Unsure who Black Widow is? Having trouble deciphering the Hulk’s roar? Can’t tell the difference between Iron Man and the Iron Giant? In anticipation of the release of The Avengers on May 4, EW’s team of super geeks is here to help guide you through the mythos with our seven-part series of superhero primers, the recently declassified “Avengers Files.” It doesn’t matter if you’re a comic book connoisseur or a Nick Fury newbie — follow along this week as we deconstruct Earth’s mightiest heroes and pose the question: Which Avenger is the mightiest?
Name: Black Widow
First movie appearance: Iron Man 2, $312.4 million domestic, $623.9 worldwide
Portrayed by: Black Widow was a perpetual bit player in various Marvel cartoon shows, most notably in The Super Hero Squad Show, where she was voiced by Lena Headey (a.k.a. Cersei Lannister on Game of Thrones). It’s fair to say that Scarlett Johansson’s role as the Widow in Iron Man 2 is probably the first time most people had ever heard of the character.
Origin story: The Black Widow was originally introduced as a Russian femme fatale, an orphan raised to be a seductive superspy and an expert martial artist. (Basically, remember the Rocky IV training montage where Ivan Drago gets turned into a superman by Soviet Science? Replace Dolph Lundgren with an attractive redhead, and you’ve got the Black Widow’s origin story.) After some early run-ins with superheroes, she quickly converted to the cause of justice/America and joined the Avengers. As the years have passed and the term “Soviet Union” has become somewhat less topical, Black Widow’s origin has been occasionally updated. Perhaps understandably, Iron Man 2 doesn’t deal with her backstory at all, and Johansson doesn’t even try for a Russian accent.
Weapon/Superpower: Classically, the Widow doesn’t have any superpowers beyond an action-star’s ability to fight several people at once. She does have some mean bracelets which contain a raft of weaponry, including some “stingers” — think Batman’s utility belt, but on her wrists. On the big screen, Widow usually just carries a gun or two.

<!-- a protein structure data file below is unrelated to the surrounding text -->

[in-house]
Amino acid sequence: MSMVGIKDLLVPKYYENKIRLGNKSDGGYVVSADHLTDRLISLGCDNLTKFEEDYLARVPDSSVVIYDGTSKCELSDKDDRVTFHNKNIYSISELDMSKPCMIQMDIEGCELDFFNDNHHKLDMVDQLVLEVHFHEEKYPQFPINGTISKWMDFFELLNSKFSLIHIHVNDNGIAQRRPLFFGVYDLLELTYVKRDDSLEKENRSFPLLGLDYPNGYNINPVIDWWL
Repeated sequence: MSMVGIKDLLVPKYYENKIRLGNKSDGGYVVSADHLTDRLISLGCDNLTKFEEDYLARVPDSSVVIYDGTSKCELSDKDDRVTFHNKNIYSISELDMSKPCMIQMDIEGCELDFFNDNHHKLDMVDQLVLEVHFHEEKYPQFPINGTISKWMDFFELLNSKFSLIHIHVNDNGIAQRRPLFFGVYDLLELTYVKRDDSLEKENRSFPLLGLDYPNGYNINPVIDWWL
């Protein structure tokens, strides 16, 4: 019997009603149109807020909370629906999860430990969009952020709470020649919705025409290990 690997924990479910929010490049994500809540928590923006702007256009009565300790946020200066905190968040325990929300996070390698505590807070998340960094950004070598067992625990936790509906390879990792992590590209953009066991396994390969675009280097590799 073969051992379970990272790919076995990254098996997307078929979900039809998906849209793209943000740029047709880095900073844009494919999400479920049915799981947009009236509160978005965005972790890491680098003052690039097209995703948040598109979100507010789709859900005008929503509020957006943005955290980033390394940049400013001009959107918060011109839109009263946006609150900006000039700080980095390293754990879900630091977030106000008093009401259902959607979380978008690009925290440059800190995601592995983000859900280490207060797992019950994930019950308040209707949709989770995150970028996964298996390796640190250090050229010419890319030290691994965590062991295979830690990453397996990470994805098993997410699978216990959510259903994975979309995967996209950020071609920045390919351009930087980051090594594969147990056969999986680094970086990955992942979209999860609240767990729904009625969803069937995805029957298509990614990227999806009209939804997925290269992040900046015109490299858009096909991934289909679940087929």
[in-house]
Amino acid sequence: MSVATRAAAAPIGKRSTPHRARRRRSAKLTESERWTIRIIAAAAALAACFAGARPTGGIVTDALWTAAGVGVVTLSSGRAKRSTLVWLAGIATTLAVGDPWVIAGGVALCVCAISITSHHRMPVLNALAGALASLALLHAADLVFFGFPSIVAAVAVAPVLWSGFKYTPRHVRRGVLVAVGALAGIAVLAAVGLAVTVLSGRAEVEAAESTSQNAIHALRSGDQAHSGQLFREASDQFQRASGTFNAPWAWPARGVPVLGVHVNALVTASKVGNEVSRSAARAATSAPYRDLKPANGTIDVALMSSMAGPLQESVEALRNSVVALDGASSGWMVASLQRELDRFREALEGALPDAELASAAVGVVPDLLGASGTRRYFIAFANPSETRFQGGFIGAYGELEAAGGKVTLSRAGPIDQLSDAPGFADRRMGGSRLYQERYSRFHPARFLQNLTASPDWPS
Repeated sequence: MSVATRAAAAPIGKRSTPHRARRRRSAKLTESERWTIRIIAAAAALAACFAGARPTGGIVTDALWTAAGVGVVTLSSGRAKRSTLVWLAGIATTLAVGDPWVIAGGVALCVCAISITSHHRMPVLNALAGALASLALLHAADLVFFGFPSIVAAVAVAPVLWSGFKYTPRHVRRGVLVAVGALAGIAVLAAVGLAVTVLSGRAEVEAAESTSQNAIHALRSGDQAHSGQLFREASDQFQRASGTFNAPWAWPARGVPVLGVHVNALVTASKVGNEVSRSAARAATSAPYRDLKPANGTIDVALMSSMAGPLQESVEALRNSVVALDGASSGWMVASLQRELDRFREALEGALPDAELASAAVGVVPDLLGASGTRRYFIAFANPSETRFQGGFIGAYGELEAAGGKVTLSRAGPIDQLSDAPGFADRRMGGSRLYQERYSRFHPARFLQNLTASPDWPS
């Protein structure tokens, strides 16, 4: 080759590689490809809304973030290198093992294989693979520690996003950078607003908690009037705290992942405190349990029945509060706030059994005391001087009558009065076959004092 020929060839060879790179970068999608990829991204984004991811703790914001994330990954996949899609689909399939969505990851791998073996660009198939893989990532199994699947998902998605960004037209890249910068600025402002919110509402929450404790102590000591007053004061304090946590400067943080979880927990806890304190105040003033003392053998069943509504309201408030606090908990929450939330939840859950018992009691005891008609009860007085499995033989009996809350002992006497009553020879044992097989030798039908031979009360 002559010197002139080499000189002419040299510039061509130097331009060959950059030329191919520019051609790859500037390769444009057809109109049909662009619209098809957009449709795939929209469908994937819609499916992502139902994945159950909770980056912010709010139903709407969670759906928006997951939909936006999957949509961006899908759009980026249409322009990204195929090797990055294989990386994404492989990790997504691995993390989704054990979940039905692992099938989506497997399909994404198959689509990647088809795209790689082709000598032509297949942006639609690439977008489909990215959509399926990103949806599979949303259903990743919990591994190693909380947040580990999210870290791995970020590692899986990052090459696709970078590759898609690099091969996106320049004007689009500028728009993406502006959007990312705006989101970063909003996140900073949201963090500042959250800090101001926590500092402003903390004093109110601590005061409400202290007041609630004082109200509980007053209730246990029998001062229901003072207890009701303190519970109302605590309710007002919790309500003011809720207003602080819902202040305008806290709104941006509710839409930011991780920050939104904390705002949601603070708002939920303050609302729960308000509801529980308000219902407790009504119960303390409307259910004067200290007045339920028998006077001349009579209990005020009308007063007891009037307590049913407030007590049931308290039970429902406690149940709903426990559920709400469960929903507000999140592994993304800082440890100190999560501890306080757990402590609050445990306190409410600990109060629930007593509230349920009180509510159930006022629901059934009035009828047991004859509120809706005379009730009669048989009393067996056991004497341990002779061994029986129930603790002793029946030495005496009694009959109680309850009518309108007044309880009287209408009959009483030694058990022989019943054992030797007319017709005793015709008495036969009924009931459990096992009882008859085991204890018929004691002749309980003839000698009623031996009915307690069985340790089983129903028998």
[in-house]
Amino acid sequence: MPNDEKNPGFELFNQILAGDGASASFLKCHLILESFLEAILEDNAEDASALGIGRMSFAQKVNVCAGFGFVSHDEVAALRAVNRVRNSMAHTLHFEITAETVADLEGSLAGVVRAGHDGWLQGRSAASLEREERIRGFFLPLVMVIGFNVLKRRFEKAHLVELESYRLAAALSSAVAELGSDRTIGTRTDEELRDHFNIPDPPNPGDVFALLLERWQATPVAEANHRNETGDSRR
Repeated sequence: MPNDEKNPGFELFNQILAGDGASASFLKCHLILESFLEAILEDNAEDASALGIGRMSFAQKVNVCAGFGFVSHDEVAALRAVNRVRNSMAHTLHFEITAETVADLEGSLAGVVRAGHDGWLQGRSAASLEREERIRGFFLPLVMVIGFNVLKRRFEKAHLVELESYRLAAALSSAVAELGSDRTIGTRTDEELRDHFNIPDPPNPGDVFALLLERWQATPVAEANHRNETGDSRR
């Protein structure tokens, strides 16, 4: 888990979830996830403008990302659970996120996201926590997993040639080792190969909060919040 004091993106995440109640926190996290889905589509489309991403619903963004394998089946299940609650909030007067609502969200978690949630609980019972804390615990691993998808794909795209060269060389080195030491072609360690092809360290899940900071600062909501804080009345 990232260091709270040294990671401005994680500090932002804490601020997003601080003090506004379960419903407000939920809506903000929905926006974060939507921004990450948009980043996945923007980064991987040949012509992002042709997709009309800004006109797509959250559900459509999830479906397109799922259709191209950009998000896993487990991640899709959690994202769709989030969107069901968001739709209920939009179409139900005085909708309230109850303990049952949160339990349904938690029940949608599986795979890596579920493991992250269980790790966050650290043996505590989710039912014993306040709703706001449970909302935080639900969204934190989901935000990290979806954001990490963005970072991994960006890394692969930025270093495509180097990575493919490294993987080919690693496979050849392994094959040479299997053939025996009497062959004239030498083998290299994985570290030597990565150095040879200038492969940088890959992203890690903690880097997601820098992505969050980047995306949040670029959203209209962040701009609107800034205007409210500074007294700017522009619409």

Outfit: After some early missteps, including an outré bouffant-and-orgy-mask costume, the Black Widow adopted her skintight black-leather look in 1970.
Secret identity: Her real name is Natasha Romanoff (short for “Romanovna”), but like many of the supporting Avengers, Black Widow doesn’t really do much with her secret identity. She’s a full-time spy.
Love life: Where do we begin? In the comic books, Black Widow has been occasionally linked to Hawkeye — she seduced him back in her Soviet days and then actually wound up falling for the guy. Her most consistent relationship has been with Matthew Murdock, a.k.a. the blind superhero Daredevil. It’s difficult to explain exactly how Black Widow fell in with Daredevil — it was the ’70s, they both wore skintight outfits — and they’ve never really managed to make it work, possibly because she’s a Russian superspy and he’s a crusading lawyer from Hell’s Kitchen.
In Black Widow’s first comics appearance, she was trying to seduce Tony Stark — a plot point that Iron Man 2 neatly played with, introducing Natasha as an undercover S.H.I.E.L.D. agent working for Stark. She didn’t try to seduce him, though, possibly because two ginger-haired love interests is just too much for one movie. However, Scarlett Johansson being Scarlett Johansson, it seems likely that Movie-Black Widow will have some love interest at some point.
Sample tweet: [Redacted].
Black Widow, In Charge: In the salad days of the go-go ’90s comic book boom, when every major character had at least four different monthly comic books and the industry couldn’t push out enough spin-offs, there was a period in time when the mainline Avengers comic book was mostly dominated by bit players like Sersei, the Black Knight, and Crystal — characters made even more anonymous by the decision to dress everyone in Avengers-trademarked Members Only jackets, which I swear to god actually happened. Anyhow, it was right around this moment that Black Widow became leader of the Avengers.
Why she might be the best Avenger: Like Hawkeye, Black Widow is a consummate supporting character. Unlike Hawkeye, who’s basically an eternally genial dudely dude, Widow has a livewire personality that has let her serve as a great utility player in various capacities for decades. She’s been a double agent and a stern commanding officer. She has the attitude of someone who can eat men alive, which oddly makes her a great go-to love interest. In stark contrast to the other Avengers, who are all defined with very vivid characterizations, Widow has managed to outlive her original Soviet context specifically by being a kind of chameleon. She always knows more than she’s letting on, which makes her eternally interesting, even though she doesn’t have any superpowers. Could it be that, in the end, having no superpowers is really the greatest superpower of all?
Why she might NOT be the best Avenger: The answer to my last question is “No.”
Follow Darren on Twitter: @EWDarrenFranich